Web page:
5. Read literally, section 388 does not impose a “best interests” standard on the merits of a modification request; it merely says that if it is apparent that the best interests of the child “may be promoted” by the request, then the juvenile dependency court “shall” order a hearing. Nevertheless, case law, including several decisions of our Supreme Court, has consistently treated the statute as imposing a best interests standard on the proposed modification itself (as distinct from the hearing on the proposed modification). (E.g., In re Jasmon O. (1994) 8 Cal.4th 398, 415, 33 Cal.Rptr.2d 85, 878 P.2d 1297 (observing that at the hearing on the section 388 motion, the “juvenile court's task was to determine whether” the moving party “had demonstrated by a preponderance of the evidence that there was new evidence or a change of circumstances” that it was in the child's “best interests” that the previous order be changed); In re Stephanie M. (1994) 7 Cal.4th 295, 317, 27 Cal.Rptr.2d 595, 867 P.2d 706 (observing that “ultimate question before” juvenile court on section 388 motion for change of placement was “the best interests of the child”); In re Zacharia D. (1993) 6 Cal.4th 435, 455, 24 Cal.Rptr.2d 751, 862 P.2d 751 (observing that substantial risk of detriment standard under section 366.22 is “arguably more stringent than the ‘best interests of the child standard of section 388’ ”); In re Edward H. (1996) 43 Cal.App.4th 584, 594, 50 Cal.Rptr.2d 745 (“the critical question was whether the best interests of the children might be promoted by the proposed change of order (§ 388)”); In re Heraclio A. (1996) 42 Cal.App.4th 569, 577, 49 Cal.Rptr.2d 713 (“In order to grant a petition pursuant to section 388, there must be a substantial change in circumstances regarding the child's welfare and the requested modification of the prior order must be in the child's best interests.”); In re John F. (1994) 27 Cal.App.4th 1365, 1375-1376, 33 Cal.Rptr.2d 225 (“Petitioner's burden on a section 388 motion is to show by a preponderance of the evidence that modifying the extant order promotes the child's best interests.”).)
6. Accordingly, we do not need to address Doris' contention that the juvenile court abused its discretion in not continuing the section 388 hearing to accommodate Dr. Brannock's schedule. All Dr. Brannock would have done was to counter the previous “narcissistic” diagnosis, which was of no import anyway.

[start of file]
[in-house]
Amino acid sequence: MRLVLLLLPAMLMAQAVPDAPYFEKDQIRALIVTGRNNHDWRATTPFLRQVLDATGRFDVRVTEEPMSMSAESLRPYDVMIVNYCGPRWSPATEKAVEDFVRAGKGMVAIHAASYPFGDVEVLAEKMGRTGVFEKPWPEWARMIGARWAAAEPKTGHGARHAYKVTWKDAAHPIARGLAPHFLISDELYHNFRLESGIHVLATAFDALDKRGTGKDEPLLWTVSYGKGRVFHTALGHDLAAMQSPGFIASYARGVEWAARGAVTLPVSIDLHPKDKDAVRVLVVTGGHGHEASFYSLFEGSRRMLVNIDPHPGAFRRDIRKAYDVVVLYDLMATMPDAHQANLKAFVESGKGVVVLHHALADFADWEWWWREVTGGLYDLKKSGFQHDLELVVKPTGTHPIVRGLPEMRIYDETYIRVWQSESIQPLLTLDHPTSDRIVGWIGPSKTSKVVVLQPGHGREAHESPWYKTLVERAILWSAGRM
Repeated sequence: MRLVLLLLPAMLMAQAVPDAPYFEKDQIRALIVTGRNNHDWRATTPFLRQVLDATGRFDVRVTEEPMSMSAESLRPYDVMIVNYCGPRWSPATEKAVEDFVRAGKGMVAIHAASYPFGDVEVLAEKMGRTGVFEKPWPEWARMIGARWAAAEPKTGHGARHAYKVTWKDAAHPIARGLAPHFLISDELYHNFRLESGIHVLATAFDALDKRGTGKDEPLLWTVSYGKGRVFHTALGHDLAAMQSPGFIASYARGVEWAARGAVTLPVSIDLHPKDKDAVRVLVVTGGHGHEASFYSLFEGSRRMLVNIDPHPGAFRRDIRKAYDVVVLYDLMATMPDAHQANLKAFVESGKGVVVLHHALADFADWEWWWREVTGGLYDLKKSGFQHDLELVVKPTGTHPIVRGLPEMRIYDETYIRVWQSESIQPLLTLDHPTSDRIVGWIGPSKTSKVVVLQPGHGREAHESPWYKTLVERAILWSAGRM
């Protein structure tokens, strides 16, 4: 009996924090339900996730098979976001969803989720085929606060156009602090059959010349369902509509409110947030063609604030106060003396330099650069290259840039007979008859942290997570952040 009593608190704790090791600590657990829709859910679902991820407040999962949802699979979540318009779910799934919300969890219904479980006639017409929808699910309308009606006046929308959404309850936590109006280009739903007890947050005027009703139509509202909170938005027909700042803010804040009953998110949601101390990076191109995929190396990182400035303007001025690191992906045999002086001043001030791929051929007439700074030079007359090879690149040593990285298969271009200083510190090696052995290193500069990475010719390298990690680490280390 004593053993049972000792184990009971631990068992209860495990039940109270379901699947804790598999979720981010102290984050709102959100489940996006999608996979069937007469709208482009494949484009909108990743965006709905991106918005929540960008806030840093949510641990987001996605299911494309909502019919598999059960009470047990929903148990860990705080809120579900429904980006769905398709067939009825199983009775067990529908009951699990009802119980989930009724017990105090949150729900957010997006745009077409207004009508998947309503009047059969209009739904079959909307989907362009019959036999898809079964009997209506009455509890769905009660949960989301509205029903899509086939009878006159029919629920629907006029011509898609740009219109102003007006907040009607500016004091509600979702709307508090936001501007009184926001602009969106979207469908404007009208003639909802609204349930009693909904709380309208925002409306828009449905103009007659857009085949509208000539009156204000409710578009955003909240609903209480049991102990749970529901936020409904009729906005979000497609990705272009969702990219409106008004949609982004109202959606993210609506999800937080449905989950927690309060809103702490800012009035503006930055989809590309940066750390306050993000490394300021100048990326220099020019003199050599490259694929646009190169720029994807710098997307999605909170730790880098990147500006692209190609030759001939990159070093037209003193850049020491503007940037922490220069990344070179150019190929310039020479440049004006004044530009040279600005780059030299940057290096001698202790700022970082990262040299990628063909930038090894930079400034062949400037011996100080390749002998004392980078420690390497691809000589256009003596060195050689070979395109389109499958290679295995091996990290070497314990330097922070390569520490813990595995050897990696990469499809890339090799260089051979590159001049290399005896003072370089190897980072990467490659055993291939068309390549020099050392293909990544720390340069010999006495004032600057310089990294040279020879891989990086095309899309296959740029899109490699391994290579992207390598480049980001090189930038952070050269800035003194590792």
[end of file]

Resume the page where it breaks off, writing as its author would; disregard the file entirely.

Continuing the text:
7. The “AW” in the quote was an adoption worker. (See Cheryl E., supra, 161 Cal.App.3d at p. 594, 207 Cal.Rptr. 728.)
8. Tolstoy said that all happy families resemble one another, but each unhappy family is unhappy in its own way. The modern cliché is that there are nothing but “dysfunctional” families, and sometimes it must seem that every teenager believes that he or she is living in a “dysfunctional” home. The juvenile dependency system, however, exists to protect abused and neglected children, not serve as a kind of super-psychologist.
9. For example, we doubt that a parent who sexually abused his or her child could ever show a sufficient change of circumstances to warrant granting a section 388 motion. Likewise the parent who loses custody of a child because of the consumption of illegal drugs and whose compliance with a reunification plan is incomplete during the reunification period. It is the nature of addiction that one must be “clean” for a much longer period than 120 days to show real reform.By contrast, we dare say that even the most compulsive housekeeper would agree that a dirty house case generally lies at the other end of the continuum from sexual abuse and drug cases. After all, some very able and “functional” people-even United States Supreme Court justices-have been known to live in extreme “clutter,” with books and newspapers lying about in great stacks on the floor.
10. To be specific, the bond must be strong enough that it would be detrimental to terminate parental rights in a situation where adoption could otherwise be the permanent plan.
11. Other descriptions might be different, of course. If a psychologist labeled a parent as a “pedophile,” for example, or “sadistic,” any court should sit up and take notice. What is remarkable about the present case, by contrast, is the absence of any clinical description of a real pathology, and the substitution in its stead of terms describing character and personality.
SILLS, Presiding Justice.
WALLIN and RYLAARSDAM, JJ., concur.